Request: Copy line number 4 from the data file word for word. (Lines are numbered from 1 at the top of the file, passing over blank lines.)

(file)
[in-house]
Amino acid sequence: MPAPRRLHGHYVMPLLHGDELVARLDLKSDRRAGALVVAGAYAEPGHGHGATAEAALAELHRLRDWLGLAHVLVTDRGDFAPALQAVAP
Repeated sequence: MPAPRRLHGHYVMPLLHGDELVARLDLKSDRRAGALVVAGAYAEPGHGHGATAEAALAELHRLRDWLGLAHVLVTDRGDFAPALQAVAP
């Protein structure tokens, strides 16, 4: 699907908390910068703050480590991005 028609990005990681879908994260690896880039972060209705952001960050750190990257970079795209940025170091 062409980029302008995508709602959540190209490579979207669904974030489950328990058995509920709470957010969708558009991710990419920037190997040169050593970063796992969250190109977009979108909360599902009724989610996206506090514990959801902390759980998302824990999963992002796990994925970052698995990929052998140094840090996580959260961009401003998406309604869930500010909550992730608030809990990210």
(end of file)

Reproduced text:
């Protein structure tokens, strides 16, 4: 699907908390910068703050480590991005 028609990005990681879908994260690896880039972060209705952001960050750190990257970079795209940025170091 062409980029302008995508709602959540190209490579979207669904974030489950328990058995509920709470957010969708558009991710990419920037190997040169050593970063796992969250190109977009979108909360599902009724989610996206506090514990959801902390759980998302824990999963992002796990994925970052698995990929052998140094840090996580959260961009401003998406309604869930500010909550992730608030809990990210």